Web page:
Wheatland Tube Color

A Brief Review of Test, Burst and Working Pressures

Wheatland’s Schedule 40 black and galvanized pipe, made to conform to the ASTM A53 specification, is intended for mechanical and pressure applications. The Scope of ASTM A53 states, "Pipe ordered under this specification is intended for mechanical and pressure applications and is also acceptable for ordinary uses in steam, water, gas and air lines". Pipe for use under pressure is also important for sprinkler piping, API Line pipe, tubing and casing and the coupling stock we make.

To help you differentiate between the types of testing, working and burst pressures, below is a brief review.

Test Pressure

Test pressure refers to the hydrostatic (water) pressure test applied at the mill. It is an inspection device used to assure integrity of the pipe body and weld.

A general rule applied in selecting test pressures is that test pressure must exceed service pressure to which the pipe would ordinarily be subjected. Test pressures do, however, increase as the wall thickness of the pipe increases

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CPVC Sprinkler Pipe: 31 Flavors of Risk

I’m sure there are some applications where installing CPVC sprinkler pipe makes sense.

Like, for instance, when the installer contractors won’t be eating lunch that day.

And when you’re certain no one will ever be painting, soldering or wiring anywhere near it. Or caulking. Or spraying for pests. Or using any number of oils, greases, solvents or foams in the CPVC’s vicinity — for years after you finish the job.

I’m sure applications like that exist…. I just can’t think of any.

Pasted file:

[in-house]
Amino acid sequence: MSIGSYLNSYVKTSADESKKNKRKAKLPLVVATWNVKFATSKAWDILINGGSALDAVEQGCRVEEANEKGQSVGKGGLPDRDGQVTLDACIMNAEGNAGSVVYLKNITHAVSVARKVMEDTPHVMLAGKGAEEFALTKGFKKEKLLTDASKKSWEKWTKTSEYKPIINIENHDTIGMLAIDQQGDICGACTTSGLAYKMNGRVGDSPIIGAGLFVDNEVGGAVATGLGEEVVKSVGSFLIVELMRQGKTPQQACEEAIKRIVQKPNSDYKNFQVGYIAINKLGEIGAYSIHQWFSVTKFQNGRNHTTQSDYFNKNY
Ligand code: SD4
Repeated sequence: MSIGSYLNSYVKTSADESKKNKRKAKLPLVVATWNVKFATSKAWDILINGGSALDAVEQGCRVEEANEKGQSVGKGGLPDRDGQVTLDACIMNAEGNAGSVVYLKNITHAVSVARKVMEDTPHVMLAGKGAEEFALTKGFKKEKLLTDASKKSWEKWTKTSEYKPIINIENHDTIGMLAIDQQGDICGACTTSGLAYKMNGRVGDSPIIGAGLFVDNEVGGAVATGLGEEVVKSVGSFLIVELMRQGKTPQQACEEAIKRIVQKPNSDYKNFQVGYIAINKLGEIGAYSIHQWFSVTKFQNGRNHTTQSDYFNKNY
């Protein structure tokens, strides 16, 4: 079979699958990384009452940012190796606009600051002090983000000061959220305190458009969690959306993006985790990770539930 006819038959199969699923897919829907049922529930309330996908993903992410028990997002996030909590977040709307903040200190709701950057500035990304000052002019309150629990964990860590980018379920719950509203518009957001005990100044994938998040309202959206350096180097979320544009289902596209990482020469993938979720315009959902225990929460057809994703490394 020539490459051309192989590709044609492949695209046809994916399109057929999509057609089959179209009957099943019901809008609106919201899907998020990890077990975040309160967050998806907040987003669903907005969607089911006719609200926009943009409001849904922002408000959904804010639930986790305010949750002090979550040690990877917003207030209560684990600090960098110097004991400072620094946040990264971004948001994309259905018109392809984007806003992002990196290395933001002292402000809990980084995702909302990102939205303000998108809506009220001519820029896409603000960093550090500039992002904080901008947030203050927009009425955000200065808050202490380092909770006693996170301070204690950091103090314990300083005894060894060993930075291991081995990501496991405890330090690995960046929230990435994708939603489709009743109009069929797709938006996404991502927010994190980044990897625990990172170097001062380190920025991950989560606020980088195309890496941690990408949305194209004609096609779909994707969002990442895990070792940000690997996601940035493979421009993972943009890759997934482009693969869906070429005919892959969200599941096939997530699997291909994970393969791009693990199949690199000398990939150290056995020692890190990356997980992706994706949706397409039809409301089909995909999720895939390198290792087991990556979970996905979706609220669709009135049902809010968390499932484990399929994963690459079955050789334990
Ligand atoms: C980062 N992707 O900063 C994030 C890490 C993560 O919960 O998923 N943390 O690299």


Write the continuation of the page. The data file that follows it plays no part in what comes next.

In all seriousness (because this is a very serious topic), there’s a good chance that you may not be fully aware of just how many materials are incompatible with CPVC sprinkler pipe. Common products that contractors could possibly encounter— like caulk residue or oil on French Fries — could potentially come in contact with the CPVC and may cause the system to drip, crack or fail completely. Then you find yourself potentially at risk for potential property damage or even loss of life — and if, something like that happens, you and your company may be held liable.

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Do you Design or Install Fire Protection Systems? You May Face New Risks

Steel pipe in sprinkler systems has been used for over 100 years without the kinds of cautions and warnings that CPVC pipe carries. Today, some CPVC have abdicated compatibility testing, leaving it to third party testing agencies.

Any contractor or engineer who designs or installs fire protection systems must understand the implications of the most recent changes to manufacturer certification criteria.

Effective January 1, 2013, some CPVC manufacturers are no longer listing steel pipe in their compatibility certification programs. Previously, CPVC manufacturers were responsible for testing and certifying the compatibility of their product for use in fire protection systems.

Why risk fire safety…or the reputation of your business…or your customer’s peace of mind…when you can be 100 percent compliant with 100 percent steel?

Let’s face it: the perfect job for a contractor is to get on, get out and be comfortable knowing that the job is protected by steel with a proven track record of compatibility with all of the typical ancillary products used in a system. This allows the contractor a competitive edge in not being tied to specific products that have to be specially tested as compatible with plastic pipe as you do with CPVC.

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